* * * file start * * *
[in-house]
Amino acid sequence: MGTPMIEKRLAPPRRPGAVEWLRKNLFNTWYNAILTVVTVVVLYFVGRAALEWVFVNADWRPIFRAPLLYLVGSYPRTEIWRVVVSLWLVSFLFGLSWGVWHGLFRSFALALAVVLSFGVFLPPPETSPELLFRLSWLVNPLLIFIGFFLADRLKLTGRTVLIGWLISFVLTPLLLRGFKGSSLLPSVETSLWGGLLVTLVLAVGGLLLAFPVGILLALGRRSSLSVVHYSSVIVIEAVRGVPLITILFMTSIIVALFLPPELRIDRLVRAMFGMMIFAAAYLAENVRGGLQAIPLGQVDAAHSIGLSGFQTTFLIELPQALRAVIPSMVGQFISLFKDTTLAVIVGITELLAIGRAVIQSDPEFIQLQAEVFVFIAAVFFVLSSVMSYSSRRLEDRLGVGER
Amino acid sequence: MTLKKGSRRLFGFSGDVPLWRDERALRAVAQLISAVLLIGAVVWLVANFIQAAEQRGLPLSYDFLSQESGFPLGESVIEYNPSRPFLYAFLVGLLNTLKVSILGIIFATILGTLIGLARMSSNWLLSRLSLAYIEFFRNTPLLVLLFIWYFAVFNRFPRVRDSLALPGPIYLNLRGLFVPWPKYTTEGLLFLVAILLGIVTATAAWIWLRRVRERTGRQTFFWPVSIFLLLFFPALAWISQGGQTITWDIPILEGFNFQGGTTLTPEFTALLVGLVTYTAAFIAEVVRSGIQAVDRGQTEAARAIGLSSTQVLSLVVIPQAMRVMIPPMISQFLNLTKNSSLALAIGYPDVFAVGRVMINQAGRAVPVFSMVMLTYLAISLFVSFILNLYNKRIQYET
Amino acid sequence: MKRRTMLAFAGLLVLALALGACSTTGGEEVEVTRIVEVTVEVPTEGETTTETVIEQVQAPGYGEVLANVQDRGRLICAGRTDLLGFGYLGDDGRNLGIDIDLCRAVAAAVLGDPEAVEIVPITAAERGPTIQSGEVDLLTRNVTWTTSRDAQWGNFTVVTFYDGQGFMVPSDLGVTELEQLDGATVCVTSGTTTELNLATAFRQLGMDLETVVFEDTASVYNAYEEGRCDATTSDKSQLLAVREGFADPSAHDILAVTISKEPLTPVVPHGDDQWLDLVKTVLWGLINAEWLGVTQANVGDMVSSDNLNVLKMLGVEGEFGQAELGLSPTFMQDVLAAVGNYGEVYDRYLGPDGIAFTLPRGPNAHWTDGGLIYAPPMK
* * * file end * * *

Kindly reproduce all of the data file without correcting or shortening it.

[in-house]
Amino acid sequence: MGTPMIEKRLAPPRRPGAVEWLRKNLFNTWYNAILTVVTVVVLYFVGRAALEWVFVNADWRPIFRAPLLYLVGSYPRTEIWRVVVSLWLVSFLFGLSWGVWHGLFRSFALALAVVLSFGVFLPPPETSPELLFRLSWLVNPLLIFIGFFLADRLKLTGRTVLIGWLISFVLTPLLLRGFKGSSLLPSVETSLWGGLLVTLVLAVGGLLLAFPVGILLALGRRSSLSVVHYSSVIVIEAVRGVPLITILFMTSIIVALFLPPELRIDRLVRAMFGMMIFAAAYLAENVRGGLQAIPLGQVDAAHSIGLSGFQTTFLIELPQALRAVIPSMVGQFISLFKDTTLAVIVGITELLAIGRAVIQSDPEFIQLQAEVFVFIAAVFFVLSSVMSYSSRRLEDRLGVGER
Amino acid sequence: MTLKKGSRRLFGFSGDVPLWRDERALRAVAQLISAVLLIGAVVWLVANFIQAAEQRGLPLSYDFLSQESGFPLGESVIEYNPSRPFLYAFLVGLLNTLKVSILGIIFATILGTLIGLARMSSNWLLSRLSLAYIEFFRNTPLLVLLFIWYFAVFNRFPRVRDSLALPGPIYLNLRGLFVPWPKYTTEGLLFLVAILLGIVTATAAWIWLRRVRERTGRQTFFWPVSIFLLLFFPALAWISQGGQTITWDIPILEGFNFQGGTTLTPEFTALLVGLVTYTAAFIAEVVRSGIQAVDRGQTEAARAIGLSSTQVLSLVVIPQAMRVMIPPMISQFLNLTKNSSLALAIGYPDVFAVGRVMINQAGRAVPVFSMVMLTYLAISLFVSFILNLYNKRIQYET
Amino acid sequence: MKRRTMLAFAGLLVLALALGACSTTGGEEVEVTRIVEVTVEVPTEGETTTETVIEQVQAPGYGEVLANVQDRGRLICAGRTDLLGFGYLGDDGRNLGIDIDLCRAVAAAVLGDPEAVEIVPITAAERGPTIQSGEVDLLTRNVTWTTSRDAQWGNFTVVTFYDGQGFMVPSDLGVTELEQLDGATVCVTSGTTTELNLATAFRQLGMDLETVVFEDTASVYNAYEEGRCDATTSDKSQLLAVREGFADPSAHDILAVTISKEPLTPVVPHGDDQWLDLVKTVLWGLINAEWLGVTQANVGDMVSSDNLNVLKMLGVEGEFGQAELGLSPTFMQDVLAAVGNYGEVYDRYLGPDGIAFTLPRGPNAHWTDGGLIYAPPMK